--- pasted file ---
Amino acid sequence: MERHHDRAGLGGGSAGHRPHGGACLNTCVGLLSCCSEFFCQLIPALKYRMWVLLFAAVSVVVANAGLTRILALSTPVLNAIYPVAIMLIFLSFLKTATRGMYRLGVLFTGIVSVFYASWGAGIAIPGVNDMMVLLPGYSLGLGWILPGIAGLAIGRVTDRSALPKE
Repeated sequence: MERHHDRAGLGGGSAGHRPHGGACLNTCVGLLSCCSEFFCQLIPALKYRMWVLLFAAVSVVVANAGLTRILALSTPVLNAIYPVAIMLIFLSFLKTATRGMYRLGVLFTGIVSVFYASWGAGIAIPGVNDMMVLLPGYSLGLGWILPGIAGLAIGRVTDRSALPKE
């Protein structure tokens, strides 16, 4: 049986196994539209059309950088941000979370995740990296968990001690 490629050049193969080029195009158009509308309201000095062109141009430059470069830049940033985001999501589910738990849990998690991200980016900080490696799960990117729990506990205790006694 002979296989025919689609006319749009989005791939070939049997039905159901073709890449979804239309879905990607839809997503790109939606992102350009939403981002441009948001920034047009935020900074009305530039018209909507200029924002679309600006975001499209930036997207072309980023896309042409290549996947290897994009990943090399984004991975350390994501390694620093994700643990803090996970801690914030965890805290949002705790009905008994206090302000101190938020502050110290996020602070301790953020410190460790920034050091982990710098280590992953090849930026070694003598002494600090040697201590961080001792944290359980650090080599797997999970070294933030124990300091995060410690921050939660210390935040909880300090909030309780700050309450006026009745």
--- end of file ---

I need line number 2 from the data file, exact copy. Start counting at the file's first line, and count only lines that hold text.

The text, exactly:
Repeated sequence: MERHHDRAGLGGGSAGHRPHGGACLNTCVGLLSCCSEFFCQLIPALKYRMWVLLFAAVSVVVANAGLTRILALSTPVLNAIYPVAIMLIFLSFLKTATRGMYRLGVLFTGIVSVFYASWGAGIAIPGVNDMMVLLPGYSLGLGWILPGIAGLAIGRVTDRSALPKE